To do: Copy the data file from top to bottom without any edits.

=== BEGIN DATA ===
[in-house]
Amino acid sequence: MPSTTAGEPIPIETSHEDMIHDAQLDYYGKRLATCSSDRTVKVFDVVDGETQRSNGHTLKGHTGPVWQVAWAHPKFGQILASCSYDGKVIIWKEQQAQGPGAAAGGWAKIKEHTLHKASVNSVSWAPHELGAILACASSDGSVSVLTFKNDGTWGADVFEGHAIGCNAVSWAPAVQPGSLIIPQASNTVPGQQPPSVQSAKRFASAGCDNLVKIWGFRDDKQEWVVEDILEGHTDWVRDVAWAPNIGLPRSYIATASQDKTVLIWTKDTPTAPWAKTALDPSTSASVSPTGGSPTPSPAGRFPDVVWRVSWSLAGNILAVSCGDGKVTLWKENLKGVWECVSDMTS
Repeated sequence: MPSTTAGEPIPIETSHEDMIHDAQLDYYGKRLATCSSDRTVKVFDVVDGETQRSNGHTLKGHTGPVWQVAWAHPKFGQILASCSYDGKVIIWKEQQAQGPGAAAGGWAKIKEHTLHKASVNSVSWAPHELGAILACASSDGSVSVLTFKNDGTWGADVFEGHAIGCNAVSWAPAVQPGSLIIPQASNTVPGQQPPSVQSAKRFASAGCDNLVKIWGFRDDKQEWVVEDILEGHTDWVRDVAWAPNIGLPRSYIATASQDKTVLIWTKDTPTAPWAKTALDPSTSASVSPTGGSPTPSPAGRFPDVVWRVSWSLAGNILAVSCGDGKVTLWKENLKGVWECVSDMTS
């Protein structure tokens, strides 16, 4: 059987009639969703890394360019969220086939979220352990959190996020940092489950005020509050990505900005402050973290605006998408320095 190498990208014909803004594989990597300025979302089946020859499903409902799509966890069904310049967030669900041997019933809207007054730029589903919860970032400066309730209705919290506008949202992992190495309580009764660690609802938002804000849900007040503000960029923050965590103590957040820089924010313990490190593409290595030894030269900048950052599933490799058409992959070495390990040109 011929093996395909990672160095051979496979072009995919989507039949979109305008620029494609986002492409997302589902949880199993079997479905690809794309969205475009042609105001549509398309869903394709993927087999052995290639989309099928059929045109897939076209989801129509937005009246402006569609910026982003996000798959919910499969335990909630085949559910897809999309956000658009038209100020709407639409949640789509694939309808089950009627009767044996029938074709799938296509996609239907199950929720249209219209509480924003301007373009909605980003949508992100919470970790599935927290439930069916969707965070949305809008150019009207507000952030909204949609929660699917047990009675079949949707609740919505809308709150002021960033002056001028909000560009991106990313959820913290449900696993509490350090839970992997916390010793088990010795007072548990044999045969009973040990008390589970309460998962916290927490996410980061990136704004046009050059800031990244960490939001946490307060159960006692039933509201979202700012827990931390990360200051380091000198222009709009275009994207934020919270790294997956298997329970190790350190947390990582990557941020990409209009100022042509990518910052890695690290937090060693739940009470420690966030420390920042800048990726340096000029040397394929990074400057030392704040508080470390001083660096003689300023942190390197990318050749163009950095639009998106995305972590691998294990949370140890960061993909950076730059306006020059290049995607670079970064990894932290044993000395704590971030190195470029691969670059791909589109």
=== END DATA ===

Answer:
[in-house]
Amino acid sequence: MPSTTAGEPIPIETSHEDMIHDAQLDYYGKRLATCSSDRTVKVFDVVDGETQRSNGHTLKGHTGPVWQVAWAHPKFGQILASCSYDGKVIIWKEQQAQGPGAAAGGWAKIKEHTLHKASVNSVSWAPHELGAILACASSDGSVSVLTFKNDGTWGADVFEGHAIGCNAVSWAPAVQPGSLIIPQASNTVPGQQPPSVQSAKRFASAGCDNLVKIWGFRDDKQEWVVEDILEGHTDWVRDVAWAPNIGLPRSYIATASQDKTVLIWTKDTPTAPWAKTALDPSTSASVSPTGGSPTPSPAGRFPDVVWRVSWSLAGNILAVSCGDGKVTLWKENLKGVWECVSDMTS
Repeated sequence: MPSTTAGEPIPIETSHEDMIHDAQLDYYGKRLATCSSDRTVKVFDVVDGETQRSNGHTLKGHTGPVWQVAWAHPKFGQILASCSYDGKVIIWKEQQAQGPGAAAGGWAKIKEHTLHKASVNSVSWAPHELGAILACASSDGSVSVLTFKNDGTWGADVFEGHAIGCNAVSWAPAVQPGSLIIPQASNTVPGQQPPSVQSAKRFASAGCDNLVKIWGFRDDKQEWVVEDILEGHTDWVRDVAWAPNIGLPRSYIATASQDKTVLIWTKDTPTAPWAKTALDPSTSASVSPTGGSPTPSPAGRFPDVVWRVSWSLAGNILAVSCGDGKVTLWKENLKGVWECVSDMTS
């Protein structure tokens, strides 16, 4: 059987009639969703890394360019969220086939979220352990959190996020940092489950005020509050990505900005402050973290605006998408320095 190498990208014909803004594989990597300025979302089946020859499903409902799509966890069904310049967030669900041997019933809207007054730029589903919860970032400066309730209705919290506008949202992992190495309580009764660690609802938002804000849900007040503000960029923050965590103590957040820089924010313990490190593409290595030894030269900048950052599933490799058409992959070495390990040109 011929093996395909990672160095051979496979072009995919989507039949979109305008620029494609986002492409997302589902949880199993079997479905690809794309969205475009042609105001549509398309869903394709993927087999052995290639989309099928059929045109897939076209989801129509937005009246402006569609910026982003996000798959919910499969335990909630085949559910897809999309956000658009038209100020709407639409949640789509694939309808089950009627009767044996029938074709799938296509996609239907199950929720249209219209509480924003301007373009909605980003949508992100919470970790599935927290439930069916969707965070949305809008150019009207507000952030909204949609929660699917047990009675079949949707609740919505809308709150002021960033002056001028909000560009991106990313959820913290449900696993509490350090839970992997916390010793088990010795007072548990044999045969009973040990008390589970309460998962916290927490996410980061990136704004046009050059800031990244960490939001946490307060159960006692039933509201979202700012827990931390990360200051380091000198222009709009275009994207934020919270790294997956298997329970190790350190947390990582990557941020990409209009100022042509990518910052890695690290937090060693739940009470420690966030420390920042800048990726340096000029040397394929990074400057030392704040508080470390001083660096003689300023942190390197990318050749163009950095639009998106995305972590691998294990949370140890960061993909950076730059306006020059290049995607670079970064990894932290044993000395704590971030190195470029691969670059791909589109």